What Makes Australia-Sino Relations Plummet?
The damage done to the Australia-China relationship may become a fine example of historical misjudgement.
Like many countries, Australia’s largest trading partner is China. Unlike many countries, Australia seems intent on aggravating China with a series of poorly implemented policy decisions. Bellicosity has replaced diplomacy, and this has seriously strained relations.
The situation has been inflamed by the rising level of unease and insecurity created by COVID-19 and associated lockdowns. It’s fertile ground for those who want to push policies based on fear and this has accelerated the tenor of policy statements, the most recent being the somewhat rushed upgrade and release of the Defence White Paper.
China’s reaction has included some statements of fact. Chinese tourists might decide to stop visiting countries perceived as unfriendly. That reaction, the conclusion of long-term trade disputes, allegations of dumping barley and the consistent mislabelling of export beef, have all been interpreted as examples of Chinese bullying or attempts to interfere with Australian domestic politics. Australia loudly rejects this ‘interference’ as an attack on Australian sovereignty but reserves the right to loudly comment on China’s domestic affairs in Hong Kong.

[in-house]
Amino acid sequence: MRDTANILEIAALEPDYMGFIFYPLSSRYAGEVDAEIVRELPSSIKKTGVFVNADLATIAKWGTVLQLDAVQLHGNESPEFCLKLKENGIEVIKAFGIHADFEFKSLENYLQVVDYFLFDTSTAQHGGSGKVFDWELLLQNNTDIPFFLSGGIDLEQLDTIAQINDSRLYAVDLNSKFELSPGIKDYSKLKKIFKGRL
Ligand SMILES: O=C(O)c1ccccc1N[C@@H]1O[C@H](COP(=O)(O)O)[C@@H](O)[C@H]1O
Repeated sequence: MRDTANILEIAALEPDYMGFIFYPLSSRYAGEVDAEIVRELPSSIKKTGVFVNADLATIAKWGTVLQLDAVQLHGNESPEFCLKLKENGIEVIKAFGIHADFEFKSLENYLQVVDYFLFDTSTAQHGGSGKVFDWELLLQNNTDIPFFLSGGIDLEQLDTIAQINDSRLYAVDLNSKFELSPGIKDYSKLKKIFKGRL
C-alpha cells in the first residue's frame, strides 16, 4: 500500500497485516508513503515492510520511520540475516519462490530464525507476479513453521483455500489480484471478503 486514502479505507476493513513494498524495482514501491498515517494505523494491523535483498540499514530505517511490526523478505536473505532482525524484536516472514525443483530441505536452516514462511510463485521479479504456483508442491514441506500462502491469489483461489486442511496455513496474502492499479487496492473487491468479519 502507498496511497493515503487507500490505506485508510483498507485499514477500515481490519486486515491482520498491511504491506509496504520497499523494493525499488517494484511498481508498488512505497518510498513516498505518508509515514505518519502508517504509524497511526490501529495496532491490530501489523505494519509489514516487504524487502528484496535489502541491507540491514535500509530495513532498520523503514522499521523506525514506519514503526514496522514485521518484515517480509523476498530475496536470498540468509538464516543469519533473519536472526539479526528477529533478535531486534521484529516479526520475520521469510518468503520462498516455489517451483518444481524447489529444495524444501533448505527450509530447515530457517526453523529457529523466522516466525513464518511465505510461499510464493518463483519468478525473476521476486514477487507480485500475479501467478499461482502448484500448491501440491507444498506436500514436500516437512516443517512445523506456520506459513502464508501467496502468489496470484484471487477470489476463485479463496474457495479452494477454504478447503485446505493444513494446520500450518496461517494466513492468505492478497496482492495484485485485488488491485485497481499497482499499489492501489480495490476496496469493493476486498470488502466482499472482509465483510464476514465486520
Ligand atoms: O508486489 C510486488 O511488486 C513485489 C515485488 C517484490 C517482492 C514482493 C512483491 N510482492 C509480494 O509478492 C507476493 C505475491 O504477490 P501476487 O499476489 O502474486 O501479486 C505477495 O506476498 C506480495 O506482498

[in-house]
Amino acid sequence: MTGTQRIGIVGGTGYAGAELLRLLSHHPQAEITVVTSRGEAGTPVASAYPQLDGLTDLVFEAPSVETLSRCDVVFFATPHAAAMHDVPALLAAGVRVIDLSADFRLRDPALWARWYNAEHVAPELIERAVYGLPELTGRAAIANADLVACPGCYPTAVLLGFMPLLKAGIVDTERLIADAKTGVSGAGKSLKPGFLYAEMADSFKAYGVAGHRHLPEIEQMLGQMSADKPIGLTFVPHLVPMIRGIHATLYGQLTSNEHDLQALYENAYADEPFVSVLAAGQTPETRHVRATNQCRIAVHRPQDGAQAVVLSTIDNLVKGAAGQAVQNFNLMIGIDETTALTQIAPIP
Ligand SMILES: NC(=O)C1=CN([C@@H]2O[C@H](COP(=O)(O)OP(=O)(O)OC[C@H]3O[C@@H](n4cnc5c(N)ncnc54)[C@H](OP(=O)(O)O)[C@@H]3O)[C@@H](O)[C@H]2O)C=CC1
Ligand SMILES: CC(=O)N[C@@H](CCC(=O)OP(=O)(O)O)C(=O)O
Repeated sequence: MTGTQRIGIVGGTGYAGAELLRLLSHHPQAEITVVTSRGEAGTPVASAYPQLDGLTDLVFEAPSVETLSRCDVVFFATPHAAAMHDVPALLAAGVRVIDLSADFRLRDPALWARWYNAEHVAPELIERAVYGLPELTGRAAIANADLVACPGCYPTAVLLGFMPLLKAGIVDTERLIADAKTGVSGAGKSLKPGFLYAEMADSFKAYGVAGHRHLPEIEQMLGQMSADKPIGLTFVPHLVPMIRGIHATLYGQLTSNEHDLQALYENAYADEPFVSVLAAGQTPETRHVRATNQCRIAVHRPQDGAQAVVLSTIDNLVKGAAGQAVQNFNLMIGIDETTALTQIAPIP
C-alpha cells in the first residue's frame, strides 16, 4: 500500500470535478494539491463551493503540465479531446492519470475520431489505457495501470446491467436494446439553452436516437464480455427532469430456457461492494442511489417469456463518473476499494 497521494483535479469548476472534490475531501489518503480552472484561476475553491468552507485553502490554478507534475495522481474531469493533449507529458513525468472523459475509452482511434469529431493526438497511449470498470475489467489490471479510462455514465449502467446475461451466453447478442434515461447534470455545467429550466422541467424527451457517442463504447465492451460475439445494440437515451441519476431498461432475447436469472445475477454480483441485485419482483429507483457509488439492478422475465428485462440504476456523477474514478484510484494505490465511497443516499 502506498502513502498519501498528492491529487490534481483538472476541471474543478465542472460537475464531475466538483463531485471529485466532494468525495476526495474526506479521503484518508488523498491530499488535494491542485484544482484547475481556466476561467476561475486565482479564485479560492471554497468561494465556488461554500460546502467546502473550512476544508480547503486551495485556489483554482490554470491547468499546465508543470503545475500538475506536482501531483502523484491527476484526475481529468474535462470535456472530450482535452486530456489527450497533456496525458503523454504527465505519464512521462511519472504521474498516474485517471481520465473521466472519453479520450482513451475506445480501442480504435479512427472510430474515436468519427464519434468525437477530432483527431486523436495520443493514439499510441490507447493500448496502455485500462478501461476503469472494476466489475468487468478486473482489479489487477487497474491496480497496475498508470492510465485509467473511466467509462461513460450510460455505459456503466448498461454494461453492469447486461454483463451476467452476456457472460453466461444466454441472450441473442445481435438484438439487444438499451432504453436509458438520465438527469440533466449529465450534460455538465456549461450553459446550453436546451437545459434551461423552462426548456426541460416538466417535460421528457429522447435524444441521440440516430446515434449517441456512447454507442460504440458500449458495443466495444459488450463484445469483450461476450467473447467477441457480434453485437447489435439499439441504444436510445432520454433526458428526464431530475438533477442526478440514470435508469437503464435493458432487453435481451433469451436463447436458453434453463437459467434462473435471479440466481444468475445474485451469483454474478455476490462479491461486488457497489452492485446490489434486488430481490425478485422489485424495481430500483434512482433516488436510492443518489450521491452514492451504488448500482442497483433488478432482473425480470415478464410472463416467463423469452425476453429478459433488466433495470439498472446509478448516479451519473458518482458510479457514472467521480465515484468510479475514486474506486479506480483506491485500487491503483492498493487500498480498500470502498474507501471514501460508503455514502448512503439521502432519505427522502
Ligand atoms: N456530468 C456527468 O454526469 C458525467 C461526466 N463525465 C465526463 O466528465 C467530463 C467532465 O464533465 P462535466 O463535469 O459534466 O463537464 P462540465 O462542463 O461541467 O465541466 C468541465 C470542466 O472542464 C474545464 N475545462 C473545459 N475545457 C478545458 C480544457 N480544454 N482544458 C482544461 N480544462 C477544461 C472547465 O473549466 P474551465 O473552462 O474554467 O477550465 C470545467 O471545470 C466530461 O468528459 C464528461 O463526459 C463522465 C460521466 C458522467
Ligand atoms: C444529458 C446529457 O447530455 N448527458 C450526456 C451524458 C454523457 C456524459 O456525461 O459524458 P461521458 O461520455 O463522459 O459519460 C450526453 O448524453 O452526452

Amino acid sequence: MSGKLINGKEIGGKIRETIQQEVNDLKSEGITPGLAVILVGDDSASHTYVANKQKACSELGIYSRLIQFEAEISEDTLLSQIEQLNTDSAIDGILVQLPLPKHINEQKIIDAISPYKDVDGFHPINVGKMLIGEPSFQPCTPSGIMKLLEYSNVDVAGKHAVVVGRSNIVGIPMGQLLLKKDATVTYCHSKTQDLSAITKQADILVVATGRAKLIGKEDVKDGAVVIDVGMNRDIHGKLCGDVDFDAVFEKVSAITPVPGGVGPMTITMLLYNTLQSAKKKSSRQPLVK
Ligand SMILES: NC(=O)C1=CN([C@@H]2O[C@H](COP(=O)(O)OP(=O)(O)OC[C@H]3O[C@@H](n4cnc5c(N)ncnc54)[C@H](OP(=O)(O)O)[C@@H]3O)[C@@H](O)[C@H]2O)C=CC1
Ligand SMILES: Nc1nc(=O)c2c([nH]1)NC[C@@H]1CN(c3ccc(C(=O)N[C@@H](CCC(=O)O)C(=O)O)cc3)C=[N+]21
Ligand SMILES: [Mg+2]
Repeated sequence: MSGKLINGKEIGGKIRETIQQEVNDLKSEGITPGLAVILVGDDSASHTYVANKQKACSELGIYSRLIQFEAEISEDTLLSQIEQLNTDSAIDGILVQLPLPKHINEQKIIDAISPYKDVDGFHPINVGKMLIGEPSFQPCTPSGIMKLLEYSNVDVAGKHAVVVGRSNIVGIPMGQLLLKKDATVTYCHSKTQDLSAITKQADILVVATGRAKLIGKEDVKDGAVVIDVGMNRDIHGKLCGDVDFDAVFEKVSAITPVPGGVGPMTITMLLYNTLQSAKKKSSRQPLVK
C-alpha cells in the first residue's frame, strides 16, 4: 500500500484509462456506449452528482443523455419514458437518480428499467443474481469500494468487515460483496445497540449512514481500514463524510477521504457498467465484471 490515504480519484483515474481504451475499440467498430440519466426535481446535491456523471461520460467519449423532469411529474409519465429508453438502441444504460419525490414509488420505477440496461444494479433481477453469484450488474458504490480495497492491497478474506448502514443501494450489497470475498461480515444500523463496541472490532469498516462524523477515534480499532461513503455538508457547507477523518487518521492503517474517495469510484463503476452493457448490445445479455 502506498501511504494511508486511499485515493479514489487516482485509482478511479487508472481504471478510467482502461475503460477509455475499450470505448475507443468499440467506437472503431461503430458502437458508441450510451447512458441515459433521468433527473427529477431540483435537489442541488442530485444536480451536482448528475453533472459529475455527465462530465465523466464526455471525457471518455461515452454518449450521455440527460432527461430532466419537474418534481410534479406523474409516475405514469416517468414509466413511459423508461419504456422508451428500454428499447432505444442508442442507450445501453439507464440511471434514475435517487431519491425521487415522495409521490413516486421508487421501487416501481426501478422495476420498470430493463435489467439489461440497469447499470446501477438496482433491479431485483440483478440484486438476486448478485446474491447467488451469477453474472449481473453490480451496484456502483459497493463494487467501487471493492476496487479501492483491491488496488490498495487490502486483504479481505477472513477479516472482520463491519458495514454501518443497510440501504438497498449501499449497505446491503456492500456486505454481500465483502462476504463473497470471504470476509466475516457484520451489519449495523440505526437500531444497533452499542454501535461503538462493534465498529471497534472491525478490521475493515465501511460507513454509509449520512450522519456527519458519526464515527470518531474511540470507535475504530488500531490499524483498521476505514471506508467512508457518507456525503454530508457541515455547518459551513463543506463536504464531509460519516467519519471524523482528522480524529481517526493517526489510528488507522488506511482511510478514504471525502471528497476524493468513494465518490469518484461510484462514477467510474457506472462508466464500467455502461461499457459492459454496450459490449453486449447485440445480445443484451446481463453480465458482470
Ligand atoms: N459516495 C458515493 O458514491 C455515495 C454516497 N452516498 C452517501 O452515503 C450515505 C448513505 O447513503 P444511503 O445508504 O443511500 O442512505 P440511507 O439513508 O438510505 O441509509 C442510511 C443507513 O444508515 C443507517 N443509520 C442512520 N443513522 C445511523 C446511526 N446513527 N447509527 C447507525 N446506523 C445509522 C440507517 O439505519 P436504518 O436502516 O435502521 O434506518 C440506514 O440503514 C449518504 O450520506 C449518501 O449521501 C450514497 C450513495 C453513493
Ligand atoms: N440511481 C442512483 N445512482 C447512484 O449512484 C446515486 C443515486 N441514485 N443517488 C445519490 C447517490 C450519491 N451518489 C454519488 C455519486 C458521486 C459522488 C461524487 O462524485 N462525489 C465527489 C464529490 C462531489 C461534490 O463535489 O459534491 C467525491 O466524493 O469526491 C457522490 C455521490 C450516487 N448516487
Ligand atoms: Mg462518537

The deterioration in Australian-Sino relations can be traced back to Prime Minister Turnbull who initiated a more muscular approach, first by banning Huawei from Australian Government contracts and then later with some ill-considered comments. Former Prime Minster Rudd, himself no China supporter, derided these as “domestically and politically self-indulgent nuttiness.” The tenor and tone of this almost abrupt policy change reflected the developing position adopted by the United States.